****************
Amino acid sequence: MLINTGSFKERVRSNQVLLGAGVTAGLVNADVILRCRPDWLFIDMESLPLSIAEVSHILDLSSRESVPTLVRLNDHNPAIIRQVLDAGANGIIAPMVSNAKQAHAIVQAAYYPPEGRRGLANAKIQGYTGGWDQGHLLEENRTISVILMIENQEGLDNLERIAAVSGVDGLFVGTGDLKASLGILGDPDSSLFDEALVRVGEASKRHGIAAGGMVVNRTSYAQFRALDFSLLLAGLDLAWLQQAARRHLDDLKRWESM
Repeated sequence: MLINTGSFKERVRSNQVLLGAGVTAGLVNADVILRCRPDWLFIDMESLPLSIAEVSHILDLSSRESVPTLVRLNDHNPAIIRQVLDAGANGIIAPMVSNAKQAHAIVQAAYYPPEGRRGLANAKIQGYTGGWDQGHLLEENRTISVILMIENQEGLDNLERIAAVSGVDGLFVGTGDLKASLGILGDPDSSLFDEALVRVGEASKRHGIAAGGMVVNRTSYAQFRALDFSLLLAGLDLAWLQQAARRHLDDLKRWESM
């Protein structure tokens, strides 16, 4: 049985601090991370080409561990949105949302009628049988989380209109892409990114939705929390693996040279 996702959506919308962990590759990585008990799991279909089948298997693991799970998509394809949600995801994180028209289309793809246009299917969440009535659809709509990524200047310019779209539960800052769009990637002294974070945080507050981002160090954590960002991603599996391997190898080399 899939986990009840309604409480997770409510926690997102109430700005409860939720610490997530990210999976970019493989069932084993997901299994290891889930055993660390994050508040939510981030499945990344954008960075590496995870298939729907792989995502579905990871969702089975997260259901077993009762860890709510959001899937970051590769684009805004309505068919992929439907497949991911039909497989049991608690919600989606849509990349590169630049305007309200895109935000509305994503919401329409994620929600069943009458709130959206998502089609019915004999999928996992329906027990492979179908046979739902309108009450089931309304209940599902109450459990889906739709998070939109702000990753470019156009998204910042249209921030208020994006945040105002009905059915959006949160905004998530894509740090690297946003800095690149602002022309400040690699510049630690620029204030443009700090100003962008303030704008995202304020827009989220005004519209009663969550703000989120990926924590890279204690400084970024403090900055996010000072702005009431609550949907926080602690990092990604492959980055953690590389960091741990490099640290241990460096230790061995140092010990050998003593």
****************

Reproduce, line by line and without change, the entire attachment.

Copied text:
Amino acid sequence: MLINTGSFKERVRSNQVLLGAGVTAGLVNADVILRCRPDWLFIDMESLPLSIAEVSHILDLSSRESVPTLVRLNDHNPAIIRQVLDAGANGIIAPMVSNAKQAHAIVQAAYYPPEGRRGLANAKIQGYTGGWDQGHLLEENRTISVILMIENQEGLDNLERIAAVSGVDGLFVGTGDLKASLGILGDPDSSLFDEALVRVGEASKRHGIAAGGMVVNRTSYAQFRALDFSLLLAGLDLAWLQQAARRHLDDLKRWESM
Repeated sequence: MLINTGSFKERVRSNQVLLGAGVTAGLVNADVILRCRPDWLFIDMESLPLSIAEVSHILDLSSRESVPTLVRLNDHNPAIIRQVLDAGANGIIAPMVSNAKQAHAIVQAAYYPPEGRRGLANAKIQGYTGGWDQGHLLEENRTISVILMIENQEGLDNLERIAAVSGVDGLFVGTGDLKASLGILGDPDSSLFDEALVRVGEASKRHGIAAGGMVVNRTSYAQFRALDFSLLLAGLDLAWLQQAARRHLDDLKRWESM
């Protein structure tokens, strides 16, 4: 049985601090991370080409561990949105949302009628049988989380209109892409990114939705929390693996040279 996702959506919308962990590759990585008990799991279909089948298997693991799970998509394809949600995801994180028209289309793809246009299917969440009535659809709509990524200047310019779209539960800052769009990637002294974070945080507050981002160090954590960002991603599996391997190898080399 899939986990009840309604409480997770409510926690997102109430700005409860939720610490997530990210999976970019493989069932084993997901299994290891889930055993660390994050508040939510981030499945990344954008960075590496995870298939729907792989995502579905990871969702089975997260259901077993009762860890709510959001899937970051590769684009805004309505068919992929439907497949991911039909497989049991608690919600989606849509990349590169630049305007309200895109935000509305994503919401329409994620929600069943009458709130959206998502089609019915004999999928996992329906027990492979179908046979739902309108009450089931309304209940599902109450459990889906739709998070939109702000990753470019156009998204910042249209921030208020994006945040105002009905059915959006949160905004998530894509740090690297946003800095690149602002022309400040690699510049630690620029204030443009700090100003962008303030704008995202304020827009989220005004519209009663969550703000989120990926924590890279204690400084970024403090900055996010000072702005009431609550949907926080602690990092990604492959980055953690590389960091741990490099640290241990460096230790061995140092010990050998003593």